A Chess Piece is Emojified

A Chess Piece is Emojified

157 new emojis are coming in 2018, but two of these are already Unicode characters. What does it mean to be turned into an emoji?

Included in the new 2018 emoji list is a chess pawn. This has been around in the Unicode Standard since 1993, but is about to get an upgrade. It's going to be Emojified.

Above: Chess Pawn is a new emoji coming in 2018.

What does it mean for previous uses of ♟ U+265F BLACK CHESS PAWN? Will they now show with a shaded emoji version in future? They might, but that depending on where you see it.

Emoji isn't the only game in town when it comes to pictures-in-text. To communicate visually within text, you could send an emoticon :-) or kaomoji (o・ω・o) or a black and white pictograph encoded in the Unicode Standard.

Unicode describes a pictograph this way:

“Pictographs are symbols, such as U+26E8 ⛨ BLACK CROSS ON SHIELD, that are pictorial representations of objects, sometimes quite simplified.”

These characters have been in the Unicode Standard since the beginning. Examples include ✈ U+2708 AIRPLANE, ☁ U+2601 CLOUD and ☂ U+2602 UMBRELLA.

When emoji characters entered the Unicode standard, a number of these overlapped with existing pictographs. The method chosen to handle this was to use the same base character for both text and emoji and allow an invisible character to determine whether it should be shown as text or emoji.[1]

The two characters relevant to this discussion are:

Above: Variation Selector-16 is an invisible character that informs the system to display a previously text-only character as an emoji.

What about if neither are applied? That's where the confusion sets in.

The most consistent approach would be for an OS to display pictographs as a black and white text character unless a VS-16 Emoji Presentation character is appended. In practice, implementations vary. Here's the three combinations we are referring to:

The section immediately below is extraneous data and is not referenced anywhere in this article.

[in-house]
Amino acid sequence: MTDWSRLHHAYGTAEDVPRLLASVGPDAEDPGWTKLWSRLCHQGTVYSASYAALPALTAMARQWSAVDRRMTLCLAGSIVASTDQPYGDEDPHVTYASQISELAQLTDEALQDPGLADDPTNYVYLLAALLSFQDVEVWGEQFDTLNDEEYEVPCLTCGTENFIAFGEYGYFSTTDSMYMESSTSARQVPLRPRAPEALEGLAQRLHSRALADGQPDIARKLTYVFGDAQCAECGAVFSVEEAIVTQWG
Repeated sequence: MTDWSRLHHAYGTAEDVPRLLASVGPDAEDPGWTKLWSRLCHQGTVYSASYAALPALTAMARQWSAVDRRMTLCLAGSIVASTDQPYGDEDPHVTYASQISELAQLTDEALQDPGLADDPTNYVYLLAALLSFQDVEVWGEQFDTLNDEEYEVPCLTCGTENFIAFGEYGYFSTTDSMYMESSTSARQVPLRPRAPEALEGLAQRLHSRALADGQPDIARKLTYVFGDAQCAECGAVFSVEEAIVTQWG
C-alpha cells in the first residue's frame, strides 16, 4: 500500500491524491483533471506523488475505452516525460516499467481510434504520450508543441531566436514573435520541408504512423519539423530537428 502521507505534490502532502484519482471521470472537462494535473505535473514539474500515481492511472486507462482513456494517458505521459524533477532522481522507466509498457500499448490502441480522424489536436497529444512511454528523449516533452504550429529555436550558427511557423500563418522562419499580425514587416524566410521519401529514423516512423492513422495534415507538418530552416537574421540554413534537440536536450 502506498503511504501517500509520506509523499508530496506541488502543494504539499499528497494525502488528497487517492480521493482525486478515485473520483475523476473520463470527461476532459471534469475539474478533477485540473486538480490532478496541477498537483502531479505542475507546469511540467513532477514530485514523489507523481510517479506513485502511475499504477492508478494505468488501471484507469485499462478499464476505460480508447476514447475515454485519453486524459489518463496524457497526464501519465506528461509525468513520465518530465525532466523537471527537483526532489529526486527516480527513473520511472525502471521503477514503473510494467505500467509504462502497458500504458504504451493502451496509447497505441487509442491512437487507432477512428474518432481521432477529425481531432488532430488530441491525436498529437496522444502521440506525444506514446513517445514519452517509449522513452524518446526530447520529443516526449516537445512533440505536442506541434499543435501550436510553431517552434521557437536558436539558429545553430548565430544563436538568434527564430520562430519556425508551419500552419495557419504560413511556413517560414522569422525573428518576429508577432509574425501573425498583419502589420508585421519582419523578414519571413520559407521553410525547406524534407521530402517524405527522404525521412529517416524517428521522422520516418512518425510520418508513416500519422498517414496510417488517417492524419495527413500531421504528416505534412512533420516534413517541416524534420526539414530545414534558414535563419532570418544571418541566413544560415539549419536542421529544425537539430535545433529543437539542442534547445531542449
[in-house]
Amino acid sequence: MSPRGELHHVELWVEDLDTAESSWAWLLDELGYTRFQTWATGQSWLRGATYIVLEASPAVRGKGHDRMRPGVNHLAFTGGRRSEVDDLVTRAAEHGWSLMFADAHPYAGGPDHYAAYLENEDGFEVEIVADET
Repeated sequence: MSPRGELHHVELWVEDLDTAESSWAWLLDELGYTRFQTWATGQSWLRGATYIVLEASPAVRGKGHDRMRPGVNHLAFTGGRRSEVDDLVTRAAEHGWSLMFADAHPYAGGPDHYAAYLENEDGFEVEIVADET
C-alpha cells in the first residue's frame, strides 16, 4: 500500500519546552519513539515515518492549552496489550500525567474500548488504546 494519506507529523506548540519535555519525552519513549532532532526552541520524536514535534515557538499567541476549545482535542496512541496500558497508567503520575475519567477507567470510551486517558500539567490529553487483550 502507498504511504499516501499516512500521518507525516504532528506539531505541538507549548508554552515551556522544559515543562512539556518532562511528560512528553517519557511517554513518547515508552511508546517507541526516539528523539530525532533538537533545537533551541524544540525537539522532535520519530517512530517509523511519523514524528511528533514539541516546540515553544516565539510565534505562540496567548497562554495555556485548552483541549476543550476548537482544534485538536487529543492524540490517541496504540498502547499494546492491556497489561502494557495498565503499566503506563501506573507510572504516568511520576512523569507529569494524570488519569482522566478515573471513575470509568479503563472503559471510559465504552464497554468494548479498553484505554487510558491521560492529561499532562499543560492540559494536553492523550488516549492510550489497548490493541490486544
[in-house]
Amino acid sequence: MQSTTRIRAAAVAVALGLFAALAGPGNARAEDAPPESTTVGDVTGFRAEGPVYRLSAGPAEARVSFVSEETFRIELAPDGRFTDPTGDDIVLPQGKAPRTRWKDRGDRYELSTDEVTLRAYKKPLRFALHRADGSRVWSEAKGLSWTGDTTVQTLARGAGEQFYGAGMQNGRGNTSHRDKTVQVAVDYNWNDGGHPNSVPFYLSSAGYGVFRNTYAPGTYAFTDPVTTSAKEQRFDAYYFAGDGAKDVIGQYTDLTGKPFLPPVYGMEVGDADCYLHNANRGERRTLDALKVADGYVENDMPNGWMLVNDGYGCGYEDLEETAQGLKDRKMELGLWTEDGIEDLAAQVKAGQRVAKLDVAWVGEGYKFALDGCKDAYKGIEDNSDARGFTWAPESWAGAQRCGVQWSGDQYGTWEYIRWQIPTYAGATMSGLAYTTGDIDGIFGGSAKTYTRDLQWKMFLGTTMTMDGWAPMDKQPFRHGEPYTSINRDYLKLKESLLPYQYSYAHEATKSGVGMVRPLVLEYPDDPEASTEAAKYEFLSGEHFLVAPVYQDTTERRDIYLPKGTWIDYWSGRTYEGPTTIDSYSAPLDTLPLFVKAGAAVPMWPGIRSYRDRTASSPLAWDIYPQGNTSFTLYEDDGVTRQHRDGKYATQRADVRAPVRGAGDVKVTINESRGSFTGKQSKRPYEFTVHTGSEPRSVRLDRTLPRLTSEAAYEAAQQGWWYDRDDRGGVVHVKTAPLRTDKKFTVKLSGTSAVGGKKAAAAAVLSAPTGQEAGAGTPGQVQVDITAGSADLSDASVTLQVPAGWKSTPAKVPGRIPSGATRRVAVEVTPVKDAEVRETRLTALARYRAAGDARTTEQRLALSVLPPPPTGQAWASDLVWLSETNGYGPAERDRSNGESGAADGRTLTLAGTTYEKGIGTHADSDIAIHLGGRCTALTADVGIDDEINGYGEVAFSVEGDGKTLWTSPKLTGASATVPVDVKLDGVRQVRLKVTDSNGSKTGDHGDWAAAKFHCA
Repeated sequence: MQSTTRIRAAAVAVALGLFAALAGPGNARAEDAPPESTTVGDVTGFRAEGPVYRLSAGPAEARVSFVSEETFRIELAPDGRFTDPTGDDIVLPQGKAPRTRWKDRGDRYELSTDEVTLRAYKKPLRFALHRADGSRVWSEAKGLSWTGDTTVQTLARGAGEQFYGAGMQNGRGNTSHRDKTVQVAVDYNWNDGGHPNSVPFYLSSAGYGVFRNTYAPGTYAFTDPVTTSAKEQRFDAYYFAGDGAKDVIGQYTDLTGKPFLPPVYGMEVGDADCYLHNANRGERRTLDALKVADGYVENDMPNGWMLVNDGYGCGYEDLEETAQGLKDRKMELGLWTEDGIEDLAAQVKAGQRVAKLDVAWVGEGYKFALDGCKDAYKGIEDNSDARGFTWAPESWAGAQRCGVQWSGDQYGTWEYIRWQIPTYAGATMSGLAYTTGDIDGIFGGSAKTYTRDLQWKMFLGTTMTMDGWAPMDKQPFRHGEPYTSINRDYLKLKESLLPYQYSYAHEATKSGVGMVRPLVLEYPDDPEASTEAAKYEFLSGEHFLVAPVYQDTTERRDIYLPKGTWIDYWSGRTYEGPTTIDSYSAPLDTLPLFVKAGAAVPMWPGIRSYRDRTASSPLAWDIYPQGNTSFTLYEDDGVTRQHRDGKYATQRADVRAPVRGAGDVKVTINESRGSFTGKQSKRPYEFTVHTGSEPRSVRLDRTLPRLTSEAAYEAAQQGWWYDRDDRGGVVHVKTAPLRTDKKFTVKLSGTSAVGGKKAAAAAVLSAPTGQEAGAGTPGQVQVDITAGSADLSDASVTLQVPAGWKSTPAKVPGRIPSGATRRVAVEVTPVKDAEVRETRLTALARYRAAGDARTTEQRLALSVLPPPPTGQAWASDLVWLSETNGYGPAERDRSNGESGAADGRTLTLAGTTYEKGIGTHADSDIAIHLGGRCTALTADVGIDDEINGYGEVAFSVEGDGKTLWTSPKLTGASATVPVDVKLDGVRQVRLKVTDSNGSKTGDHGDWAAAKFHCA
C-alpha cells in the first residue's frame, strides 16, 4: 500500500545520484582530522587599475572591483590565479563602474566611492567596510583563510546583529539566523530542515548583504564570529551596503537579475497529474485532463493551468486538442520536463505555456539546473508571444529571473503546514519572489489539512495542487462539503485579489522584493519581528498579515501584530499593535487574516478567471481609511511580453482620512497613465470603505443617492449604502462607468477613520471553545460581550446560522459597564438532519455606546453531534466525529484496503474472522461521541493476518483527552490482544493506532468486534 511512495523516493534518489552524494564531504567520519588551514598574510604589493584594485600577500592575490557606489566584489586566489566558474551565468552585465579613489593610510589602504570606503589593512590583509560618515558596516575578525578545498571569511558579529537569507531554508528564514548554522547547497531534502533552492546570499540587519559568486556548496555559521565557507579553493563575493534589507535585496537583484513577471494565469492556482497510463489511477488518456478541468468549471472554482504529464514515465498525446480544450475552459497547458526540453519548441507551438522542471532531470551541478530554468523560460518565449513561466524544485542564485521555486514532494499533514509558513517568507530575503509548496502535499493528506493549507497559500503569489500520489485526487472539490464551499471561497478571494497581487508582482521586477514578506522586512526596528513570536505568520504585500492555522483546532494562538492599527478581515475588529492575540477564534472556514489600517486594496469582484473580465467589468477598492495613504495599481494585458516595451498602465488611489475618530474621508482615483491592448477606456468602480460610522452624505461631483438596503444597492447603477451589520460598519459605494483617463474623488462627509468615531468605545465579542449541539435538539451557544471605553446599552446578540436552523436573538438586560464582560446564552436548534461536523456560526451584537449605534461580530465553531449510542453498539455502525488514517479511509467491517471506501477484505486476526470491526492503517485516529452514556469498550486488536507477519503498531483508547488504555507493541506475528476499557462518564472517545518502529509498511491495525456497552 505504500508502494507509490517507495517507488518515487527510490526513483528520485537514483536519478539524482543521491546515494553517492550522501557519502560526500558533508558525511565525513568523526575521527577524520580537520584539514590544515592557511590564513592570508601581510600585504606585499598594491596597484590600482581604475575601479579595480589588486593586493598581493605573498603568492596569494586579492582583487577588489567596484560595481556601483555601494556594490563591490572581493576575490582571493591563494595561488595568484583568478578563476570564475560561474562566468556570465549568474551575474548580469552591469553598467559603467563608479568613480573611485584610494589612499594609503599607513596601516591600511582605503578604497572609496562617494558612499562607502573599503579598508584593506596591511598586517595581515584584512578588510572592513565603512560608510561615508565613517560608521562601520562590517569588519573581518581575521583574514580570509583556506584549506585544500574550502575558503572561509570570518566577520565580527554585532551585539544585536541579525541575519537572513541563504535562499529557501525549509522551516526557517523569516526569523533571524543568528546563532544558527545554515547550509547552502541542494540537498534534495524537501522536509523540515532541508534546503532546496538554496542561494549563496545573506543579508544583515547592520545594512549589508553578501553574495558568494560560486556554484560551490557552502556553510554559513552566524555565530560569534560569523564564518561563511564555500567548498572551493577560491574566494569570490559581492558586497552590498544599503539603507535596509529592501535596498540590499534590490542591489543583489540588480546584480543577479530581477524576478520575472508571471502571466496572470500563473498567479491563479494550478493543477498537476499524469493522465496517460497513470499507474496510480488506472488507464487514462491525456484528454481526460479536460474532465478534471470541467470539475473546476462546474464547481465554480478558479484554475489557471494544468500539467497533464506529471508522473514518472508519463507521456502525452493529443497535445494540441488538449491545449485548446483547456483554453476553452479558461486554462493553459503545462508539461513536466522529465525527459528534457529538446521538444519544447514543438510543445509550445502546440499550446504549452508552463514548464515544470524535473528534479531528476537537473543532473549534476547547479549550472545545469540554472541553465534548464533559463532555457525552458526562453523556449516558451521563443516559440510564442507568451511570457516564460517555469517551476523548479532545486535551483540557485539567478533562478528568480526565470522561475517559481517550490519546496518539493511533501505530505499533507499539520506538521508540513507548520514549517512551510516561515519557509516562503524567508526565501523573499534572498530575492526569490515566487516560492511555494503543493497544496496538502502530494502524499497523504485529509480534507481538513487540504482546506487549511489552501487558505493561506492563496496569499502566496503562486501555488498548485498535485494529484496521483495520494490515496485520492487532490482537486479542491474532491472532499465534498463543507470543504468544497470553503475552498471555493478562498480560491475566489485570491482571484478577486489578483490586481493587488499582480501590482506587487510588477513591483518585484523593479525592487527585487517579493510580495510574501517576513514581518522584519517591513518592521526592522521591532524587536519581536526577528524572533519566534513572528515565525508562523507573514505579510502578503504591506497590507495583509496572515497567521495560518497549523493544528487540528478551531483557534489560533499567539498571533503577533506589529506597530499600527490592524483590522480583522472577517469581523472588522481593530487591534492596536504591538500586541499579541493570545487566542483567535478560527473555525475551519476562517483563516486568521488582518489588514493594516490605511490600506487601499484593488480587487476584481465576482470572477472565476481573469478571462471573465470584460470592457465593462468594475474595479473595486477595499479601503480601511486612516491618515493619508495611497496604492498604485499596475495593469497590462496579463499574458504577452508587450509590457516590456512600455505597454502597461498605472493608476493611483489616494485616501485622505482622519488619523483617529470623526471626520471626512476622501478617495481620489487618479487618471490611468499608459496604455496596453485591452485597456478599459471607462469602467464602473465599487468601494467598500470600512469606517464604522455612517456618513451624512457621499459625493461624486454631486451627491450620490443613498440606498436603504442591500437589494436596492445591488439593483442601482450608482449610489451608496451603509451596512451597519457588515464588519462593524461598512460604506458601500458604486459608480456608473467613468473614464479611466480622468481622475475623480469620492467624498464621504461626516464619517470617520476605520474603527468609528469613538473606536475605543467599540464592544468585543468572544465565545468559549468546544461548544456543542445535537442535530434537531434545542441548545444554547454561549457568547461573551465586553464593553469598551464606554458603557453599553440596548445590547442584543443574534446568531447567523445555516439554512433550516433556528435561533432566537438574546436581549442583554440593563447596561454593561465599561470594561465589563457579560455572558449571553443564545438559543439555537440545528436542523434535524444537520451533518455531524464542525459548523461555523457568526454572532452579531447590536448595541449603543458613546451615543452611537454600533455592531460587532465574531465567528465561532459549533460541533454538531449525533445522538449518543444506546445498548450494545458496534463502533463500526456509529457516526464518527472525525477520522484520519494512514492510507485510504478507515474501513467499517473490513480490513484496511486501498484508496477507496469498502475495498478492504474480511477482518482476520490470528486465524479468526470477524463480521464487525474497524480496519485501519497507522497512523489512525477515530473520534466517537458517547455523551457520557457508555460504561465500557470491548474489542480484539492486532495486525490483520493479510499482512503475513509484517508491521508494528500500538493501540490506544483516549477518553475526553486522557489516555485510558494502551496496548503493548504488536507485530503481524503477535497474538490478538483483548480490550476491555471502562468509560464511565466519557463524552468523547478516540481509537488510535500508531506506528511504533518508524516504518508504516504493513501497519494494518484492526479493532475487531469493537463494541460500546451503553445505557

1. Base character (no variation selector): ✈
  2. Text Presentation: ✈︎
  3. Emoji Presentation: ✈️

While most will display #2 and #3 consistently, #1 does vary from platform to platform.

For instance, iOS chooses to display any pictograph as an emoji if an emoji version is available (regardless of whether the emoji presentation is specified). macOS on the other hand treats the base character as text, unless emoji presentation is specifically called for.

Here's a chart showing various presentations for this character on macOS, iOS, Windows, and Android.

Above: The most recent version of each OS and how they display the airplane Unicode character.

In response to questions about whether this chess glyph will start showing as an emoji everywhere: it depends on the OS (and app, for that matter).

Most systems should append a Variation Selector-16 character after the chess pawn character when inserting from an emoji keyboard.[3] Assuming this is done, it would mean that OS makers could safely continue to show the existing pictograph as the text glyph it has always been.

Above: How the Chess Pawn emoji should display when implemented.

Whether all apps and operating systems follow this pattern is yet to be seen. Some vendors may determine that users might always want the emoji, no matter whether it is specified or not.

Oh and if you're wondering what the other character being emojified in 2018 is? It's an emoji for infinity, which has the name PERMANENT PAPER SIGN in the Unicode Standard.


When writing this, I came across an article covering similar ground from Matias Singers while is also worth a read.

There's also section 1.4.3 of the Unicode Technical Standard #51 which defines for how this all works.

  1. As with many encoding guidelines, Unicode cannot force vendors to comply with the list of emojis Recommended for General Interchange. Samsung in particular gives emoji presentation to a large number of pictographs that aren't supported as emoji on other platforms. Including not one but two chess pawns (black and white). ↩︎

  2. If text or emoji display is available, that is. Most pictographs don't have an emoji version, and most emojis don't have a text version. ↩︎

  3. That's what most vendors do now. Though I did recently test a HTC that would only send the base codepoint for pictographs, resulting in inconsistent displays when sent elsewhere. ↩︎